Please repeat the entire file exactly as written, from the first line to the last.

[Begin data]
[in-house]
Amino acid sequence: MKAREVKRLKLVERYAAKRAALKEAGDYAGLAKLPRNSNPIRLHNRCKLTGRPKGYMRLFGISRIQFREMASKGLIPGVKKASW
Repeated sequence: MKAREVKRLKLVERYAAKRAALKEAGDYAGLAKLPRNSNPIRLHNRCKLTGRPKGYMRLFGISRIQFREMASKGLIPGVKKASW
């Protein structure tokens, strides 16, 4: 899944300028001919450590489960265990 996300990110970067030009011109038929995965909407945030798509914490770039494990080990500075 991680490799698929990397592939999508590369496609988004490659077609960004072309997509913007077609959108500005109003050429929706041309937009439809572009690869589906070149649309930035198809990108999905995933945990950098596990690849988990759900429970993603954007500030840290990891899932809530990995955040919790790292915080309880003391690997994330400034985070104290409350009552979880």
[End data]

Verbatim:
[in-house]
Amino acid sequence: MKAREVKRLKLVERYAAKRAALKEAGDYAGLAKLPRNSNPIRLHNRCKLTGRPKGYMRLFGISRIQFREMASKGLIPGVKKASW
Repeated sequence: MKAREVKRLKLVERYAAKRAALKEAGDYAGLAKLPRNSNPIRLHNRCKLTGRPKGYMRLFGISRIQFREMASKGLIPGVKKASW
């Protein structure tokens, strides 16, 4: 899944300028001919450590489960265990 996300990110970067030009011109038929995965909407945030798509914490770039494990080990500075 991680490799698929990397592939999508590369496609988004490659077609960004072309997509913007077609959108500005109003050429929706041309937009439809572009690869589906070149649309930035198809990108999905995933945990950098596990690849988990759900429970993603954007500030840290990891899932809530990995955040919790790292915080309880003391690997994330400034985070104290409350009552979880």